How to Get Teens Interested in Coming to Sunday School

by Shelley Frost

    Getting teens to wake up early on a Sunday when they know that they have to sit through a Sunday school class isn't always easy, especially if the class content seems boring to them. Sometimes, the classes are in need of updating to adapt them to the needs of maturing teens. An interactive Sunday school program that makes religion relevant to teens can help renew interest for the middle school and high school church members. If you're a parent teaching the class, or just a parent involved in the program, initiating some changes can help inspire your own teen, as well as others, to attend.

    Step 1

    Suggest changing the location of the class if possible to create a more relaxed atmosphere. Ideas include a nearby coffee shop, a teacher's home or a nearby park, weather permitting. If you can't change the location every Sunday, try for a change of scenery at least once per month.

    Step 2

    Decorate the Sunday school room to make it more relaxed and teen-friendly if the only location option is at the church. Break up tables and seating to encourage small-group discussions. Get the teens involved in decorating the space to create an environment they want to experience.

    Step 3

    Move away from a traditional Sunday school curriculum to avoid having overly structured lessons or simply lessons that only include lectures. A more relaxed atmosphere rather than a school-like one can make the worship group more appealing to many teens.

    Step 4

    Ask for input from the teens on the topics and activities they would like to see in the program. Give the teens a chance to plan a Sunday school session on their own. This teen involvement makes the program more relevant and allows them to connect religion to their own lives and problems.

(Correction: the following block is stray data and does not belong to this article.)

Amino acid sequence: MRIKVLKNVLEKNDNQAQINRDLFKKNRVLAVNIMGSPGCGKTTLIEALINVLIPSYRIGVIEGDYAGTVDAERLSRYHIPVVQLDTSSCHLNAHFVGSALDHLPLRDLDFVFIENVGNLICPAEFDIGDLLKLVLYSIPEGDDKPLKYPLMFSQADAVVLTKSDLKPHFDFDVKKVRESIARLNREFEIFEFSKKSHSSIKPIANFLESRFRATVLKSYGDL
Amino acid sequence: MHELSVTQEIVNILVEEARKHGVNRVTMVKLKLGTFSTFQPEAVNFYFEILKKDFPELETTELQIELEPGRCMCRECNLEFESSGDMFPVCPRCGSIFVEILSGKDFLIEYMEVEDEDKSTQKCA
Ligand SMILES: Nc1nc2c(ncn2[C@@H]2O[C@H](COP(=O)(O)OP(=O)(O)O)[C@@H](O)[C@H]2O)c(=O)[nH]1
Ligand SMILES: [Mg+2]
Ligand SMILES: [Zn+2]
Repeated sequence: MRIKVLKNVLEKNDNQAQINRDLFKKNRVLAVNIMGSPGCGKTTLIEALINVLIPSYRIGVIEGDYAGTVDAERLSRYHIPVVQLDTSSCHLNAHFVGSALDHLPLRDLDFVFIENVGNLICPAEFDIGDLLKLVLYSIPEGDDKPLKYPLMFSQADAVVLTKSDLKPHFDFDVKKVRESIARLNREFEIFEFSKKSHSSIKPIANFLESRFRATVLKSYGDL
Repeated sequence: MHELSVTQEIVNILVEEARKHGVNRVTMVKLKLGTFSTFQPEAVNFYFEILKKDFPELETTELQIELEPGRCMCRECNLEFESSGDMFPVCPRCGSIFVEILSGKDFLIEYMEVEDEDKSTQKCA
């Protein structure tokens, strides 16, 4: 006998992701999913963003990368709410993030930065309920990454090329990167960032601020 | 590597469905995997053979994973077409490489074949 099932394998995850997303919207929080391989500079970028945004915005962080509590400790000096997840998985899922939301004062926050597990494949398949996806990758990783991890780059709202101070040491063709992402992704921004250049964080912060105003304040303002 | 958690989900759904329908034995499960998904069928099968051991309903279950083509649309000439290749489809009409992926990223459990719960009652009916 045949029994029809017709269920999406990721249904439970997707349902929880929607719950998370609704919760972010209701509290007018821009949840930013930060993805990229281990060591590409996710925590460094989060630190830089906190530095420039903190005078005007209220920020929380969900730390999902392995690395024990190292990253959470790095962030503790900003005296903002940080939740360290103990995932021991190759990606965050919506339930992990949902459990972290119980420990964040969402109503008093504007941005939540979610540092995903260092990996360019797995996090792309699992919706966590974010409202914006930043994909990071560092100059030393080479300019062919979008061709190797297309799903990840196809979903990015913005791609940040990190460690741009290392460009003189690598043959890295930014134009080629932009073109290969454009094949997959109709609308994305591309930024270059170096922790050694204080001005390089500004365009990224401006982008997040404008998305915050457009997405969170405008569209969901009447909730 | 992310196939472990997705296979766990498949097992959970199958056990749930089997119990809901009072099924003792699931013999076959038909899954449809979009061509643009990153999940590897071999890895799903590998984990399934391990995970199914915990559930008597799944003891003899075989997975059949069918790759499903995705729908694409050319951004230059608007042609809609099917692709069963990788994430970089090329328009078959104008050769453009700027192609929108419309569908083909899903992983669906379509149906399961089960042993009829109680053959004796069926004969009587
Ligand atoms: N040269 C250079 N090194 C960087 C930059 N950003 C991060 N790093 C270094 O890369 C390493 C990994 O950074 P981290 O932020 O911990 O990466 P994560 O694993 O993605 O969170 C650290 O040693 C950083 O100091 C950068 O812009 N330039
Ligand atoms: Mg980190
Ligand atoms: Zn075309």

Step 5

    Invite the teens to lead the discussion instead of having an adult lecture or lead all the conversations. The student-led approach gives the teens another chance to relate the Sunday school topics to their own lives. Small group discussions led by the students are another option.

    Step 6

    Plan hands-on activities instead of only discussions. Let the teens plan a community service project or put together a skit for younger Sunday school classes. Changing up the type of activities keeps Sunday school interesting so teens want to come back to see what will happen each week.

    Step 7

    Encourage fellowship before and after the Sunday school sessions. Music and refreshments support the types of interaction that helps the teens build relationships with one another and the leader. When the teens connect, they are more likely to attend on a regular basis to experience that positive social circle.

    About the Author

    Shelley Frost started writing professionally in 2007. She specializes in parenting and education topics. Frost gained her experience in various positions in the education field, including classroom teaching and tutoring. She holds a BA in elementary education with a reading endorsement.

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